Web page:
Corinna Wu

Corinna Wu has worked as a science journalist for more than 15 years on the staffs of U.S. News & World Report, Science News, and the radio show Science Update. As a freelance writer, editor, and producer, her journalism has been published in Nature, Science, Technology Review, and Prism, and her radio pieces broadcast on the Marketplace Morning Report, KQED's Pacific Time, and Scientific American's 60-Second Science. In 2005, she was awarded a Knight Science Journalism Fellowship; she spent a year at MIT studying neuroscience and engineering design.

Diversity and Generosity

May. 15, 2013 2

Where levels of workplace diversity are higher than average, the level of charitable giving also tends to be higher.

What Makes People Mobilize?

May. 15, 2013

Protest movements don't emerge merely because people have something to protest. Many other factors come into play.

The Return of Segregation

May. 15, 2013

Racial integration in US schools has declined in the wake of recent court decisions to release districts from earlier desegregation orders.

Curbing Corruption

May. 15, 2013

Political reform alone doesn't ensure good government. Equally important, if not more so, are institutions that let citizens act collectively.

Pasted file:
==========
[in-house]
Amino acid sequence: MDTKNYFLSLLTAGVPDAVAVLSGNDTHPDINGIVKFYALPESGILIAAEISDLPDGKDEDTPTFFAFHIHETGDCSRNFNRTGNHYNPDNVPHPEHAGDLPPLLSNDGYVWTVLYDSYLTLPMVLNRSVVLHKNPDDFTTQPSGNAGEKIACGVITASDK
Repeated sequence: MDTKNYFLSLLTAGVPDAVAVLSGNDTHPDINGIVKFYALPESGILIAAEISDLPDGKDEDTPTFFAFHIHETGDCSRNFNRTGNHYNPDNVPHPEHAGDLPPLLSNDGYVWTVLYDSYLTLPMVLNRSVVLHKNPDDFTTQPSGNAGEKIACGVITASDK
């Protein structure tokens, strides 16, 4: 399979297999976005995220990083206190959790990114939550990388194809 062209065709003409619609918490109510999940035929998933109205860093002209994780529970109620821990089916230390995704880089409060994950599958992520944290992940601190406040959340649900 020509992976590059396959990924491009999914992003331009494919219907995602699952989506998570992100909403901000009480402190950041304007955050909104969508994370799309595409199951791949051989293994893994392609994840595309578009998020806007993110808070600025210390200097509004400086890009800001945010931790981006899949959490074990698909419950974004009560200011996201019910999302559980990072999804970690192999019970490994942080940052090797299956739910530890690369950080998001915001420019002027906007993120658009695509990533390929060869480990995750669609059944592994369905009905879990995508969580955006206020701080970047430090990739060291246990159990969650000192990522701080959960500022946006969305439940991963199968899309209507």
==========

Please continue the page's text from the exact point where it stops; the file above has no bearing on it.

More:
When Cooking Can Kill

Feb. 21, 2013

Traditional cookstoves are being recognized as a major health hazard.

Elusive Effectiveness

Feb. 21, 2013 1

A look at how to examine the effectiveness of community advocacy and representation.

Trading on Climate Change

Nov. 14, 2012

Tanzania might benefit from unexpected trade opportunities resulting from climate change—but the country must enact policies to take advantage of them.

The New Chinese Underclass

Aug. 31, 2012

Due to the rapid growth of its cities, China's middle class is growing—but so is its urban poor.

Unequal Market Access

Aug. 15, 2012

Markets can promote economic development, as long as they are inclusive.

Prairie Portfolio

Aug. 15, 2012

Economists are using a tool familiar to the financial industry to analyze climate change outcomes for conservationists.